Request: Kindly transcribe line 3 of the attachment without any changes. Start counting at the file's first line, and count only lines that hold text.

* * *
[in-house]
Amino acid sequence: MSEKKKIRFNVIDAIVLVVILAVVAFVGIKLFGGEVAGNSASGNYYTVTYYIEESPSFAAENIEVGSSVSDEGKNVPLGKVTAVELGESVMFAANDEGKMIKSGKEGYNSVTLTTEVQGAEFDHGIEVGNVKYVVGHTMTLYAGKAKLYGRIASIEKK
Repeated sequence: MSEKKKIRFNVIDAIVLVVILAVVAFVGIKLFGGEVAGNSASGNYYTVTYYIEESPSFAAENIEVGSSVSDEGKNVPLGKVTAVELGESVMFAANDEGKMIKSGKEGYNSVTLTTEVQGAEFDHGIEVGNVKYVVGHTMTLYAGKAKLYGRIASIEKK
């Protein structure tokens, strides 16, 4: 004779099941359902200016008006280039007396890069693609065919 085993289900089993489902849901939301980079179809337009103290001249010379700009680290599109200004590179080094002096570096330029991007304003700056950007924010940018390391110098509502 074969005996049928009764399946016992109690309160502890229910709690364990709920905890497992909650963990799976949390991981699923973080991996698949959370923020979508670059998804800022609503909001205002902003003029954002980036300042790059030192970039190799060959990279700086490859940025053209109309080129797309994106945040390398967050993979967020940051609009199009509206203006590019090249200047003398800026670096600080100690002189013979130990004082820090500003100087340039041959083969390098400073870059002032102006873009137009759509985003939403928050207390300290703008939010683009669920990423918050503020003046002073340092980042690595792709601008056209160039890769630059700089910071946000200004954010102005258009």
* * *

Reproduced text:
Repeated sequence: MSEKKKIRFNVIDAIVLVVILAVVAFVGIKLFGGEVAGNSASGNYYTVTYYIEESPSFAAENIEVGSSVSDEGKNVPLGKVTAVELGESVMFAANDEGKMIKSGKEGYNSVTLTTEVQGAEFDHGIEVGNVKYVVGHTMTLYAGKAKLYGRIASIEKK